Md. Senate Votes No On Statewide Devices
Thursday, April 2, 2009
The Maryland Senate last night rejected by one vote a bill to authorize the use of cameras to catch speeding drivers across the state.
The cameras are allowed only in Montgomery County. The measure would have allowed them in highway work zones and near schools in other jurisdictions.
But some senators said they were concerned that the cameras would be used largely to raise revenue for local governments and that they would represent an unprecedented intrusion into residents' private lives. One senator read aloud from George Orwell's novel "1984."
The Senate has for years been more hostile to speed cameras than the House of Delegates. A compromise worked out between the chambers last year died on the final day of the session when Senate President Thomas V. Mike Miller Jr. (D-Calvert) failed to bring it to a vote, fearing a filibuster.
But there had been growing momentum for the bill in recent days. On Tuesday, senators voted 26 to 19 to broaden their proposal to include school zones.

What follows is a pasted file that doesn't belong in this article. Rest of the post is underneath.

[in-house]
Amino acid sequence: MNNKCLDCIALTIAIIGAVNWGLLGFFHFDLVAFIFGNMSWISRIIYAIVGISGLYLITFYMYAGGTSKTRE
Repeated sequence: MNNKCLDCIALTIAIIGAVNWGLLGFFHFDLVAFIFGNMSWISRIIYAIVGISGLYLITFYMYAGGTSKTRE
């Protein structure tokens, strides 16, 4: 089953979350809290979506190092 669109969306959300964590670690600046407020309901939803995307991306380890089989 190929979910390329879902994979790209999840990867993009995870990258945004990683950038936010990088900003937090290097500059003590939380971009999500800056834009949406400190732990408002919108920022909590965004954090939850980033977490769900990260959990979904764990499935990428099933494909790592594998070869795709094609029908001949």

Miller backed the amendment, but yesterday he voted against the bill as it failed on a 23 to 24 vote. He declined to comment afterward, which was unusual for the normally loquacious chamber leader.
Gov. Martin O'Malley (D) favored the legislation. His spokesman said last night that he would work with senators to reconsider the vote in coming days. The House passed bills yesterday to allow the cameras in Baltimore City and Prince George's and Howard counties, where officials have requested them.
Supporters of the cameras say they make roads safer because drivers slow down when they know cameras are there.
"If you don't want to get a ticket, all you have to do is drive the speed limit," said Sen. Brian E. Frosh (D-Montgomery).
But opponents said the tickets erase the presumption of innocence. Vehicle owners sent a ticket must go to court and convince a judge that they were not driving at the time to avoid the fine.
Sen. George W. Della Jr. (D-Baltimore) told fellow senators that he was recently ticketed by a camera in the District, where the devices are allowed. When he examined the citation, he realized that the license plate pictured in the photo belonged to a car he owned years ago.
"It was a blatant error," he said.
But Della said that when he called to complain, he was told that the only way to avoid paying the ticket would be to explain the problem at a court hearing.
Staff writer John Wagner contributed to this report.